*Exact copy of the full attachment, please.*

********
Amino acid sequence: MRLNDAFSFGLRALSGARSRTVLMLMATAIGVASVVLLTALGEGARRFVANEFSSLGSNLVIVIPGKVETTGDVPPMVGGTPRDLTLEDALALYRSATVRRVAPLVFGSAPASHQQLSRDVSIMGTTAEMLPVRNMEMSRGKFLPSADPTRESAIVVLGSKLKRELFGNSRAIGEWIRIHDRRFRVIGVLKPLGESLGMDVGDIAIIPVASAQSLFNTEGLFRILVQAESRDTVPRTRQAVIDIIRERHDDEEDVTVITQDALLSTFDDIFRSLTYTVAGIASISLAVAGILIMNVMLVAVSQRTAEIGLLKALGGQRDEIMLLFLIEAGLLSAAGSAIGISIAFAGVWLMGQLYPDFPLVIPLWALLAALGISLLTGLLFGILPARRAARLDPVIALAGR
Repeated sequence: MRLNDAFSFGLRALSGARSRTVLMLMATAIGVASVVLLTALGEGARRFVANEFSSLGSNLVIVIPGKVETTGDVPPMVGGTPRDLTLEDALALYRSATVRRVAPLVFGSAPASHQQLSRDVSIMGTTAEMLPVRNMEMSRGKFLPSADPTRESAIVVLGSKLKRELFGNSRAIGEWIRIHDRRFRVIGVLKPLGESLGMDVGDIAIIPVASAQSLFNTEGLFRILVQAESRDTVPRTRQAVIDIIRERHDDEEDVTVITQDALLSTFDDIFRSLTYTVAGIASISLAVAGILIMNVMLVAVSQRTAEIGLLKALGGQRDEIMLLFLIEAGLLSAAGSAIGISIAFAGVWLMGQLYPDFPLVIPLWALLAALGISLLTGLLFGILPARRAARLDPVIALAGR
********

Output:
Amino acid sequence: MRLNDAFSFGLRALSGARSRTVLMLMATAIGVASVVLLTALGEGARRFVANEFSSLGSNLVIVIPGKVETTGDVPPMVGGTPRDLTLEDALALYRSATVRRVAPLVFGSAPASHQQLSRDVSIMGTTAEMLPVRNMEMSRGKFLPSADPTRESAIVVLGSKLKRELFGNSRAIGEWIRIHDRRFRVIGVLKPLGESLGMDVGDIAIIPVASAQSLFNTEGLFRILVQAESRDTVPRTRQAVIDIIRERHDDEEDVTVITQDALLSTFDDIFRSLTYTVAGIASISLAVAGILIMNVMLVAVSQRTAEIGLLKALGGQRDEIMLLFLIEAGLLSAAGSAIGISIAFAGVWLMGQLYPDFPLVIPLWALLAALGISLLTGLLFGILPARRAARLDPVIALAGR
Repeated sequence: MRLNDAFSFGLRALSGARSRTVLMLMATAIGVASVVLLTALGEGARRFVANEFSSLGSNLVIVIPGKVETTGDVPPMVGGTPRDLTLEDALALYRSATVRRVAPLVFGSAPASHQQLSRDVSIMGTTAEMLPVRNMEMSRGKFLPSADPTRESAIVVLGSKLKRELFGNSRAIGEWIRIHDRRFRVIGVLKPLGESLGMDVGDIAIIPVASAQSLFNTEGLFRILVQAESRDTVPRTRQAVIDIIRERHDDEEDVTVITQDALLSTFDDIFRSLTYTVAGIASISLAVAGILIMNVMLVAVSQRTAEIGLLKALGGQRDEIMLLFLIEAGLLSAAGSAIGISIAFAGVWLMGQLYPDFPLVIPLWALLAALGISLLTGLLFGILPARRAARLDPVIALAGR